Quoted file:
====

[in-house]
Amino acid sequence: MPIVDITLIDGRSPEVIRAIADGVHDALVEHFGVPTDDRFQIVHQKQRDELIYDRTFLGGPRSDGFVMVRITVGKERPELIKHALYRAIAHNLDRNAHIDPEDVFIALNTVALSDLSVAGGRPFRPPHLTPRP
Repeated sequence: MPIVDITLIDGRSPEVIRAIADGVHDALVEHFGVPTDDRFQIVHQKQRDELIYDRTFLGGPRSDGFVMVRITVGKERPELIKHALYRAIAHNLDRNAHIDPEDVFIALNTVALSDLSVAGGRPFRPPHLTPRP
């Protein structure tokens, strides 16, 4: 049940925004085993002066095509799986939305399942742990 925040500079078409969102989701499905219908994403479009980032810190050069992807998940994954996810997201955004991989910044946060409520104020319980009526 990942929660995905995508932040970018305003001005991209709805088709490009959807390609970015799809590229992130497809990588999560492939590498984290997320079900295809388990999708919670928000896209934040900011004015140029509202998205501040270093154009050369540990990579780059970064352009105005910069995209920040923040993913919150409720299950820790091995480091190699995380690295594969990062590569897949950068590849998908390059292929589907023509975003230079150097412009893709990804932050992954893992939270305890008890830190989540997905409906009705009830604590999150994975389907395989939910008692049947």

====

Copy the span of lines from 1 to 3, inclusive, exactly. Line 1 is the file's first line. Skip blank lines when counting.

[in-house]
Amino acid sequence: MPIVDITLIDGRSPEVIRAIADGVHDALVEHFGVPTDDRFQIVHQKQRDELIYDRTFLGGPRSDGFVMVRITVGKERPELIKHALYRAIAHNLDRNAHIDPEDVFIALNTVALSDLSVAGGRPFRPPHLTPRP
Repeated sequence: MPIVDITLIDGRSPEVIRAIADGVHDALVEHFGVPTDDRFQIVHQKQRDELIYDRTFLGGPRSDGFVMVRITVGKERPELIKHALYRAIAHNLDRNAHIDPEDVFIALNTVALSDLSVAGGRPFRPPHLTPRP